WASHINGTON — The 2014 midterm elections mark a new level of collaboration between candidates and independent groups, eroding the barrier that is supposed to separate those running for office from their big-money allies.

The vast sums of cash raised by independent groups has reordered the political landscape, compelling campaigns to find new ways to communicate their wants and needs without officially coordinating with outside players. Such direct coordination is prohibited under 40-year-old campaign finance rules.

This is not how the system used to work. Just a decade ago, candidates shied away from being too closely associated with “soft money,” for reasons of appearance and for fear of running afoul of election laws.

But the rapid spread of super PACs and politically active nonprofit groups that followed the Supreme Court’s Citizens United decision has dramatically altered the climate. Political operatives are also taking advantage of the hands-off approach of a divided Federal Election Commission, which has not reexamined coordination rules in the wake of the 2010 ruling.

“There is a lot of boldness,” said Larry Norton, a campaign finance lawyer at the law firm Venable who served for six years as the FEC’s general counsel. “It’s partly a function of very sketchy rules and regulations and little enforcement. People aren’t sure where the lines are.”

In that void, candidates and independent groups have sought to bring their operations in alignment as much as possible this year.

To help allies fashion their plans, Democratic and Republican congressional committees posted detailed opposition research books and talking points about individual candidates on their websites. And it is now standard practice for candidates to share suggested television ad scripts and video footage online – materials that are then scooped up by outside groups and turned into television spots.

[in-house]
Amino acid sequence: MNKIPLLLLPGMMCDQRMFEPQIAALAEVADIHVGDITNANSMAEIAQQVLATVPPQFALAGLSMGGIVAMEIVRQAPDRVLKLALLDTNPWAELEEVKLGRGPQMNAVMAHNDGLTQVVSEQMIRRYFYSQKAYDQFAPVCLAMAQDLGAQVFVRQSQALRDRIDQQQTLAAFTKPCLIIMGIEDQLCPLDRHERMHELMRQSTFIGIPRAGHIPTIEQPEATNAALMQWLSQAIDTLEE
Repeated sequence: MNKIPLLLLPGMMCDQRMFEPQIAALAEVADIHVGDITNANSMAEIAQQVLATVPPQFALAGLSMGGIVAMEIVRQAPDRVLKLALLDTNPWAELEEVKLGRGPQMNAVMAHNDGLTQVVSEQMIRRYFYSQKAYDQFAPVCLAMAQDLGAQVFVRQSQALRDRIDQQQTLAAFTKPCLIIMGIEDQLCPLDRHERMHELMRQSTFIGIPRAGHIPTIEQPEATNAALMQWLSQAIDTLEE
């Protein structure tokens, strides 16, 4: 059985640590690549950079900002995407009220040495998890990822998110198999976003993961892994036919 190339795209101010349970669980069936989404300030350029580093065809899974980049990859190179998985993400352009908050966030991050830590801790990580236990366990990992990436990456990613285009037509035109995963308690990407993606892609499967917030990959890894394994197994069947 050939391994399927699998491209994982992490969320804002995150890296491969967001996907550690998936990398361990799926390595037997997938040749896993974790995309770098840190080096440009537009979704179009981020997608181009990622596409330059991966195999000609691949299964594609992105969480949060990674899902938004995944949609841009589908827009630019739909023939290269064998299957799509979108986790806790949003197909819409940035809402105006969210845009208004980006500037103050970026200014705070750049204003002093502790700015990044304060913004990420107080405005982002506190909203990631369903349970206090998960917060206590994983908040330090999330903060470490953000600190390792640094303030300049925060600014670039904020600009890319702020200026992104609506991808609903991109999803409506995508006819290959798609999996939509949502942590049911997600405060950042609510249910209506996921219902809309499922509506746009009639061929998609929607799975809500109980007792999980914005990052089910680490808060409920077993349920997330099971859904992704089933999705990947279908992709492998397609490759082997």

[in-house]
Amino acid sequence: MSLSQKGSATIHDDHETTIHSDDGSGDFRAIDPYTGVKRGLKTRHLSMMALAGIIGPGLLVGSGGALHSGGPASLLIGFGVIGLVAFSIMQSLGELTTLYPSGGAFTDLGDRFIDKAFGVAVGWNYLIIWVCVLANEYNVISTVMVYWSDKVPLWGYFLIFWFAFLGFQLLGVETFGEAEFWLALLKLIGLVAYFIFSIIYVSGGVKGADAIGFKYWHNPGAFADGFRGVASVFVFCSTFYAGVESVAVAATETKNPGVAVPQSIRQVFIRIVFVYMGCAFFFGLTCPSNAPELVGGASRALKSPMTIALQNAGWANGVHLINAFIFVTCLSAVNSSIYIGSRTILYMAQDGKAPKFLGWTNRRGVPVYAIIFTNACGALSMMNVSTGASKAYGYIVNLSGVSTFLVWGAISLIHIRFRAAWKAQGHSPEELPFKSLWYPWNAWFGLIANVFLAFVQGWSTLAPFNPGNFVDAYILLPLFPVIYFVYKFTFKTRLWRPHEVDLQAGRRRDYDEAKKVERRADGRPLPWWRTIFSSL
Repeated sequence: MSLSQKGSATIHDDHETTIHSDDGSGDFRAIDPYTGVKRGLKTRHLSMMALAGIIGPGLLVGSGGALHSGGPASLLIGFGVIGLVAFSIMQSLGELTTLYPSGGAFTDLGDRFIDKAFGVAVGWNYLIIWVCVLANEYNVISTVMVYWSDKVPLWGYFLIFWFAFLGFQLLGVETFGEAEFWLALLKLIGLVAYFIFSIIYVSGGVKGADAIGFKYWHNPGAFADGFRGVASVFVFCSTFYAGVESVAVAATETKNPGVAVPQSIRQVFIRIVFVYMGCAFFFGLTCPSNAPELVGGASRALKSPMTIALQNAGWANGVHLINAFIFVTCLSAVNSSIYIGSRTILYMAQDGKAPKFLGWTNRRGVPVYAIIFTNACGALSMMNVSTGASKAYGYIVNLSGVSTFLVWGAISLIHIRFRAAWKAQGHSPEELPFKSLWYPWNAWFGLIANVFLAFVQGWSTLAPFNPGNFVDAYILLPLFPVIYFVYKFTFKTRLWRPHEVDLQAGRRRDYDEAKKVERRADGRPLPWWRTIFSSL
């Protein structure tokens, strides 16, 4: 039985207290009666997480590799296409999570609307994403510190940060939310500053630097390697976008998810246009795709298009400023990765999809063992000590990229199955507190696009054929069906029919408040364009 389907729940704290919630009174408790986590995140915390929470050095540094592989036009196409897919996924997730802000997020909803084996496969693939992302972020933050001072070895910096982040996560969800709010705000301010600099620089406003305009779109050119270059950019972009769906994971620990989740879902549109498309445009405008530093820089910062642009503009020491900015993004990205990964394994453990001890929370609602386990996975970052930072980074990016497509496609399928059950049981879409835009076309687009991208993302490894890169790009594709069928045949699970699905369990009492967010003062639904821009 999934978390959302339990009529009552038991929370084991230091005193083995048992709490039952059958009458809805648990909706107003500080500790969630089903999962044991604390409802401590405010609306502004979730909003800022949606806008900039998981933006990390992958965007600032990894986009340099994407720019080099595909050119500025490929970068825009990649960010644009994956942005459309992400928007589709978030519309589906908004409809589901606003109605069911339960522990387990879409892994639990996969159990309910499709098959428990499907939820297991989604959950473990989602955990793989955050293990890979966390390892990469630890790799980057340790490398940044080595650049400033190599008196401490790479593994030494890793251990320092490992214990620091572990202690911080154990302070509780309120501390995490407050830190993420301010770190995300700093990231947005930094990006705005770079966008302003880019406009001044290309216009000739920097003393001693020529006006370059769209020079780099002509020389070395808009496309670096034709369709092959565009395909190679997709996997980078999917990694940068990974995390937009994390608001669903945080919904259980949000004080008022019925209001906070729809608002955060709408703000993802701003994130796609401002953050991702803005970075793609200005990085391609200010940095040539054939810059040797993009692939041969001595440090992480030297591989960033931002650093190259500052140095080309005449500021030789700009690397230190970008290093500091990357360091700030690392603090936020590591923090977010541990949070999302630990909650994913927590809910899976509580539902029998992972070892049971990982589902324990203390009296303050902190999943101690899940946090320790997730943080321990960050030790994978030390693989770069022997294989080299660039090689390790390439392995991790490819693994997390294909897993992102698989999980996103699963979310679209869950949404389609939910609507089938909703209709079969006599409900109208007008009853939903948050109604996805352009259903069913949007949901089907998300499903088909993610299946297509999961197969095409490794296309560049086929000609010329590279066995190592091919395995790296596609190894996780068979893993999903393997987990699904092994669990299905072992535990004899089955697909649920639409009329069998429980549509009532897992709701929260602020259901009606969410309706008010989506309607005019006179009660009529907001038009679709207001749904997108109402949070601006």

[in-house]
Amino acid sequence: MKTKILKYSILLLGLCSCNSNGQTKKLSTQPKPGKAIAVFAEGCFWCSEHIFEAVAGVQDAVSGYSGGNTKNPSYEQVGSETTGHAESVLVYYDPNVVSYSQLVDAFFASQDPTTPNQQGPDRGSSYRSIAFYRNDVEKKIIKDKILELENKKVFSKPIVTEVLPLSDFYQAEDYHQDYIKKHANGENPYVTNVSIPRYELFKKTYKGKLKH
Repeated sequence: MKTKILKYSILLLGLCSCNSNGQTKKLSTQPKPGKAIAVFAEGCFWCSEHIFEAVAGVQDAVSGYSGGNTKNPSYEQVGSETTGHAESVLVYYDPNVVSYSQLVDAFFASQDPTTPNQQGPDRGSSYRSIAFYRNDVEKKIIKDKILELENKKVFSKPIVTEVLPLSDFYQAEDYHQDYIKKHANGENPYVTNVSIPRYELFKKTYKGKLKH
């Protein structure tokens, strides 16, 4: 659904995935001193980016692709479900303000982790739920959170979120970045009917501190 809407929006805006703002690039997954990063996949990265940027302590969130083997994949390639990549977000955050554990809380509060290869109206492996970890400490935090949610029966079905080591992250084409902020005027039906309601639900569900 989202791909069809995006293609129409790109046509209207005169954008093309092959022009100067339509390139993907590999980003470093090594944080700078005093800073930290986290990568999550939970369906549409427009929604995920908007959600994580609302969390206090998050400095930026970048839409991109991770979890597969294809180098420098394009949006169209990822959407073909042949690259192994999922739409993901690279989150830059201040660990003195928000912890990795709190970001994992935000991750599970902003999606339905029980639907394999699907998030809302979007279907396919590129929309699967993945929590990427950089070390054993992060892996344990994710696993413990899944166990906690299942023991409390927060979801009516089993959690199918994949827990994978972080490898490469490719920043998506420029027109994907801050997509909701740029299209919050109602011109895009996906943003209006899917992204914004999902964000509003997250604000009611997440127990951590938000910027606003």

This year also saw the rise of single-candidate super PACs, flush with cash from a contender’s family and friends. More than 90 such groups sprung up to back candidates in 2014, up from 21 four years ago, according to FEC data compiled by the Center for Responsive Politics.

The closeness between candidates and their wealthy backers threatens a principle embraced by Congress after the Watergate scandal – that rich donors should not be able to give unlimited sums to an elected official.

“I think the increasing degree of interaction between candidates and outside groups is rendering the candidate contribution limits meaningless,” said Paul S. Ryan, senior counsel for the Campaign Legal Center, which has filed complaints with the FEC about the widespread use of shared video footage this year.

Michael Toner, a former FEC commissioner who helped rewrite the agency’s coordination regulations after Congress overhauled campaign finance rules in 2002, said stopping candidates and independent groups from openly disseminating their plans would be impossible “unless you want to make it illegal to use information in the public sphere.”

“And I don’t know how that would be manageable or constitutional,” said Toner, a Republican campaign finance lawyer at Wiley Rein.

The interplay between both sides is only likely to increase in the 2016 elections, when personalized super PACs and other outside players are expected to be ubiquitous.